about the author
 
ramchandraguha
Ramachandra Guha is an author and columnist based in Bangalore. Born in Dehradun in 1958, he studied at St. Stephen’s College, the Delhi School of Economics, and the Indian Institute of Management at Kolkata, where he wrote a doctoral thesis on the history and prehistory of the Chipko movement.
Now a full-time writer, he has previously taught at the universities of Yale and Stanford, held the Arné Naess Chair at the University of Oslo, and been the Sundaraja Visiting Professor at the Indian Institute of Science.

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 ABOUT The Website
This website presents a selection of Ramachandra Guha’s essays and columns. The writings are placed into five categories:
History
History reproduces columns that analyse interesting or important events and controveries of the 19th and 20th centuries.
Politics And Current Affairs
Politics and Current Affairs reproduces writings on secularism, modernity democracy, diversity, and other contentious themes in contemporary India.
Biography
Biography presents word-portraits of a range of fascinating or forgotten individuals in India and beyond.
Culture
Culture presents reflections on such non-serious but non-trivial matters as music, literature and travel.
Longer Essays
Longer Essays features a selection of Guha’s more reflective and extended articles (5,000 words or more) on history and politics.  Drawing on writings of the past decade-and-a-half, this website of Ramachandra Guha’s writings will be continuously updated to include his columns as they appear. Through these rich and varied essays, Guha seeks to capture the modern history of what he terms the ‘most interesting country in the world’.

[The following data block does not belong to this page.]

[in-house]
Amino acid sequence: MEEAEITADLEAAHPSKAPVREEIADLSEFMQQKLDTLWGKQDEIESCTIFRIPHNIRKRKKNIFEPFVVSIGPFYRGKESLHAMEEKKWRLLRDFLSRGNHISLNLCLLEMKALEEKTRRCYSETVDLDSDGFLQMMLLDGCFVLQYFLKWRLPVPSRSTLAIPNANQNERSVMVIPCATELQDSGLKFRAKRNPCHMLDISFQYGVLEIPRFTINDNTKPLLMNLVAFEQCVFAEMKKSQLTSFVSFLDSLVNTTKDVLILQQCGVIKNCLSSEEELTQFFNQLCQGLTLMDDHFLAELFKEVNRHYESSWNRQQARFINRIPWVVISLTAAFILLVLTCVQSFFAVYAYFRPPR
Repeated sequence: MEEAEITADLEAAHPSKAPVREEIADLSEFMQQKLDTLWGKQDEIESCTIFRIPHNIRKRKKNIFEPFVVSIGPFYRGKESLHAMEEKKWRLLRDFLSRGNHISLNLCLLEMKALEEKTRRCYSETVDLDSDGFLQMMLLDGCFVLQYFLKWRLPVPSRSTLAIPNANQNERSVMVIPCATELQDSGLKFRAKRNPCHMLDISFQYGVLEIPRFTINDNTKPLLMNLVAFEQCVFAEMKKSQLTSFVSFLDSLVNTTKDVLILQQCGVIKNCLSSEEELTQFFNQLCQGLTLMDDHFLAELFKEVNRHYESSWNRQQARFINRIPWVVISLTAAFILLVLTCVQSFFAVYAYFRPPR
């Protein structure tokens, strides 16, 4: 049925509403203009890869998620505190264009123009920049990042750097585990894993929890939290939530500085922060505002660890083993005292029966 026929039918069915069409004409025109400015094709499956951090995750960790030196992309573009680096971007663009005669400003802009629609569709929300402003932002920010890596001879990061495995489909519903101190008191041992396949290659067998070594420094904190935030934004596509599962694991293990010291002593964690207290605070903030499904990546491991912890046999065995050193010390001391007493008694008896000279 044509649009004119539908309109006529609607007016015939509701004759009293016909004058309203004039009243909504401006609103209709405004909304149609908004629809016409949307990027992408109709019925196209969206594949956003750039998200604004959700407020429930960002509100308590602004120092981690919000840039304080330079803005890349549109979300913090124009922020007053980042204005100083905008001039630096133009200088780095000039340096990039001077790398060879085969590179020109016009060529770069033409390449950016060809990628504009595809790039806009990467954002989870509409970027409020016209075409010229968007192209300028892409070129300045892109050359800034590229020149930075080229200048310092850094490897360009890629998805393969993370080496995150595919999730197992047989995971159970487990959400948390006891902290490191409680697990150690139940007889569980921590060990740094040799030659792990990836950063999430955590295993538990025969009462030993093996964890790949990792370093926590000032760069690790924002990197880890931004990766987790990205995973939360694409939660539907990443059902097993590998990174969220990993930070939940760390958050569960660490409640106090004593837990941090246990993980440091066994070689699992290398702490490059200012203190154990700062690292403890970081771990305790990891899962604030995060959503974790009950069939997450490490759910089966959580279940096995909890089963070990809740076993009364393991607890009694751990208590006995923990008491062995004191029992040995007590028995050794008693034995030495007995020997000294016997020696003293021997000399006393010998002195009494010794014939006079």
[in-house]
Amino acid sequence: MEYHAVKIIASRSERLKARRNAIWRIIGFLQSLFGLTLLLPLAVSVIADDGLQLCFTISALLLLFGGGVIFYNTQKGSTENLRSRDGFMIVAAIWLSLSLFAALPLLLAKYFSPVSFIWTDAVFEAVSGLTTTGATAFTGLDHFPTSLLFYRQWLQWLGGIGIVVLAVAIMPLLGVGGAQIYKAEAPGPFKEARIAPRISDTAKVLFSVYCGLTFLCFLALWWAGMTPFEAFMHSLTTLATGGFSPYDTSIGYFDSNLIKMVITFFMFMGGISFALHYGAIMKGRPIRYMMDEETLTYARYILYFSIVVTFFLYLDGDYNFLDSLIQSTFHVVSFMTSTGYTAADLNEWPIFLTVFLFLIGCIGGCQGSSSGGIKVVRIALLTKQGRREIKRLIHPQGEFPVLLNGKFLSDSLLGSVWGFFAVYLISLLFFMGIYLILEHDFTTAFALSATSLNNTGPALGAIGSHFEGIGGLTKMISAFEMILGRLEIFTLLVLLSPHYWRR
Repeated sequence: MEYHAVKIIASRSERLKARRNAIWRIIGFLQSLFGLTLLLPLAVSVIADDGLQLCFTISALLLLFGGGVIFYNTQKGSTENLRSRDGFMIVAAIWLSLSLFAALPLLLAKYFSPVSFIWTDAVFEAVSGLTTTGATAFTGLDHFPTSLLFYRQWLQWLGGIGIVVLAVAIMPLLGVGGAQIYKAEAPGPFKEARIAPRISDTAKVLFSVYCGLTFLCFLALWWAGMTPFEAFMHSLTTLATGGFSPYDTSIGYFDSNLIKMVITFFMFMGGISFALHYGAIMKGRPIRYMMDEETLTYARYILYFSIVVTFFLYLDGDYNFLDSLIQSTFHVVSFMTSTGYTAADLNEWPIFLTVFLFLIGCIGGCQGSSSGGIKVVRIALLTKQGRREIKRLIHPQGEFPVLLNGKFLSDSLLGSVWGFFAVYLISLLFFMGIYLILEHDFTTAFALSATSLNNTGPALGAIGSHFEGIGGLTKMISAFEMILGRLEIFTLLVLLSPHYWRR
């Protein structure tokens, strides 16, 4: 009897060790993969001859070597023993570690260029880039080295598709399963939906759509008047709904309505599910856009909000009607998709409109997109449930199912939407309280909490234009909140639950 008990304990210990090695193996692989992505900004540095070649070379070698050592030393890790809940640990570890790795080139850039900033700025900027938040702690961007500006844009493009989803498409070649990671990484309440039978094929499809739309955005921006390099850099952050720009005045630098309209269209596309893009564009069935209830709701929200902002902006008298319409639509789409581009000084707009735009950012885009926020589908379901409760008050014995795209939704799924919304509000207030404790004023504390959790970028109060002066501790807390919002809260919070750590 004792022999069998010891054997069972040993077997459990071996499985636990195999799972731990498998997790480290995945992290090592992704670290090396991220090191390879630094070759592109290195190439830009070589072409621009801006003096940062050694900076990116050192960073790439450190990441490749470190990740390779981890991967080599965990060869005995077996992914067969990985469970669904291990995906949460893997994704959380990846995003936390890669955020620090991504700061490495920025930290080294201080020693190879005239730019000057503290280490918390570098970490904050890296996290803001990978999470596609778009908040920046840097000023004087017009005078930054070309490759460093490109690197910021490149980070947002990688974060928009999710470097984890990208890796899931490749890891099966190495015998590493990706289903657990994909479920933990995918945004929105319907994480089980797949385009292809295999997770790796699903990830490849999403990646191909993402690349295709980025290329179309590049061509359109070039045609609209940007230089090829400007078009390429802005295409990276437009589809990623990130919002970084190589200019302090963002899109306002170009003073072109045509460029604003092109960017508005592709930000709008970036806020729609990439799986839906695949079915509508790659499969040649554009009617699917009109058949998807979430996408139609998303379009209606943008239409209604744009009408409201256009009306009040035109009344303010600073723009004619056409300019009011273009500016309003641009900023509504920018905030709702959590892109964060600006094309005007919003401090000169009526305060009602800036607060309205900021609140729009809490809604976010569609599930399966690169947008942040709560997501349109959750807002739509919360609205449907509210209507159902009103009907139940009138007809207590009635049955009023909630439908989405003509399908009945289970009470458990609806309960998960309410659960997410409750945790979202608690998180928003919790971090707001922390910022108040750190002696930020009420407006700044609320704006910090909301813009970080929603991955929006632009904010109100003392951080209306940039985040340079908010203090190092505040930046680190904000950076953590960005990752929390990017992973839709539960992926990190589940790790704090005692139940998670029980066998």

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Wealth and Power in Modern India
New Republic 06th January 2015
Book Review of "Capital: The Eruption of Delhi", Rana Dasgupta, Penguin Press. I The novelist and critic U. R. Ananthamurthy once said that India lives simultaneously in the twelfth and the twenty-first centuries. He might have added: and all the centuries in-between. No city better exem READ MORE.....

Why Women Are So Unsafe In Our Cities
Hindustan Times 04th January 2015
Some twenty years ago, a friend from Mumbai and I were discussing how women were treated in our cities. We both agreed that women were most unsafe in New Delhi, where the hostility to them took both verbal and physical forms. In Kolkata, Chennai, and Ahmedabad, women were rarely abused or attacked in public, so long as they conformed to certain roles. They had to dress and act demurely, in keeping with what was recognized as Bengali or Tamil or Gujarati culture. READ MORE.....

Good Husband Better Man
The Telegraph 27th December 2014
Wives of famous men do not always get their due from historians and biographers. Lincoln, Lenin, Churchill, De Gaulle, Lee Kuan Yew— the women they married and whose sacrifices enabled their work are scarcely known to posterity. What is true of politicians is usually true of writers as well. We read and admire Kalidasa, Goethe, Dickens, Balzac and Manto—but what do we know of their wives? And do we care? READ MORE.....

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A Writer’s Comments
Samanth Subramanian
In India, where the model of a liberal society has been fantastically and precariously crafted by the nation's founding fathers, there are few more vigilant monitors of liberalism than Ramachandra Guha. His work as a historian is simultaneously erudite and accessible; his writing on cricket is ardent and, for devotees of the sport, highly enjoyable; his magazine and newspaper articles provide perspective and insight. READ MORE....

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